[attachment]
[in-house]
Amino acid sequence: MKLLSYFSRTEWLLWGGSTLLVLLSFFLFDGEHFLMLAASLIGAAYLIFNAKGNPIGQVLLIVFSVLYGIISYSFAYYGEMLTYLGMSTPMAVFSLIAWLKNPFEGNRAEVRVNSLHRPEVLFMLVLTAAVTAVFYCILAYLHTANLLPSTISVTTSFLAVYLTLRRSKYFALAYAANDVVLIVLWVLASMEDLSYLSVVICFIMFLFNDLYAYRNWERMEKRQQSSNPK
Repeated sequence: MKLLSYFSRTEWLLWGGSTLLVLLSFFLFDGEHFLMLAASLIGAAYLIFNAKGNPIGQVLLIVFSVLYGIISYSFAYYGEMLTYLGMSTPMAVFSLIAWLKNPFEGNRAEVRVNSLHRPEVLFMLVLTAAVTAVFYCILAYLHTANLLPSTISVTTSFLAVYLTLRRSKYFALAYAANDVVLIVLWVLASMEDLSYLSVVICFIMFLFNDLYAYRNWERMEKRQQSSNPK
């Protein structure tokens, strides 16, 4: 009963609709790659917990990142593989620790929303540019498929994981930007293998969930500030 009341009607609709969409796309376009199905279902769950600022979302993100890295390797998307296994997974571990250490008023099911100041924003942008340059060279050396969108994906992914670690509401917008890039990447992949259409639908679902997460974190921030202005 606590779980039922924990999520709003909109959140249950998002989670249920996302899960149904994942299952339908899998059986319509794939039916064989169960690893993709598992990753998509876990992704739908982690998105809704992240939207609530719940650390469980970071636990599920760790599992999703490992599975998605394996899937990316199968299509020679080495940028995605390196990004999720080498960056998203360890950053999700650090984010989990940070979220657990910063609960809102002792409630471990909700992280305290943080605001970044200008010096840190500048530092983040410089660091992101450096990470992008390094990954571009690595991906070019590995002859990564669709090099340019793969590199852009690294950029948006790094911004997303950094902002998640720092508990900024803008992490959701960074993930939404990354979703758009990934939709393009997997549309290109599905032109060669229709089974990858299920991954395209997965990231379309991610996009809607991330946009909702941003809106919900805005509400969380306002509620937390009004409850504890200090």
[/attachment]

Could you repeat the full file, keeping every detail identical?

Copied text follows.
[in-house]
Amino acid sequence: MKLLSYFSRTEWLLWGGSTLLVLLSFFLFDGEHFLMLAASLIGAAYLIFNAKGNPIGQVLLIVFSVLYGIISYSFAYYGEMLTYLGMSTPMAVFSLIAWLKNPFEGNRAEVRVNSLHRPEVLFMLVLTAAVTAVFYCILAYLHTANLLPSTISVTTSFLAVYLTLRRSKYFALAYAANDVVLIVLWVLASMEDLSYLSVVICFIMFLFNDLYAYRNWERMEKRQQSSNPK
Repeated sequence: MKLLSYFSRTEWLLWGGSTLLVLLSFFLFDGEHFLMLAASLIGAAYLIFNAKGNPIGQVLLIVFSVLYGIISYSFAYYGEMLTYLGMSTPMAVFSLIAWLKNPFEGNRAEVRVNSLHRPEVLFMLVLTAAVTAVFYCILAYLHTANLLPSTISVTTSFLAVYLTLRRSKYFALAYAANDVVLIVLWVLASMEDLSYLSVVICFIMFLFNDLYAYRNWERMEKRQQSSNPK
């Protein structure tokens, strides 16, 4: 009963609709790659917990990142593989620790929303540019498929994981930007293998969930500030 009341009607609709969409796309376009199905279902769950600022979302993100890295390797998307296994997974571990250490008023099911100041924003942008340059060279050396969108994906992914670690509401917008890039990447992949259409639908679902997460974190921030202005 606590779980039922924990999520709003909109959140249950998002989670249920996302899960149904994942299952339908899998059986319509794939039916064989169960690893993709598992990753998509876990992704739908982690998105809704992240939207609530719940650390469980970071636990599920760790599992999703490992599975998605394996899937990316199968299509020679080495940028995605390196990004999720080498960056998203360890950053999700650090984010989990940070979220657990910063609960809102002792409630471990909700992280305290943080605001970044200008010096840190500048530092983040410089660091992101450096990470992008390094990954571009690595991906070019590995002859990564669709090099340019793969590199852009690294950029948006790094911004997303950094902002998640720092508990900024803008992490959701960074993930939404990354979703758009990934939709393009997997549309290109599905032109060669229709089974990858299920991954395209997965990231379309991610996009809607991330946009909702941003809106919900805005509400969380306002509620937390009004409850504890200090």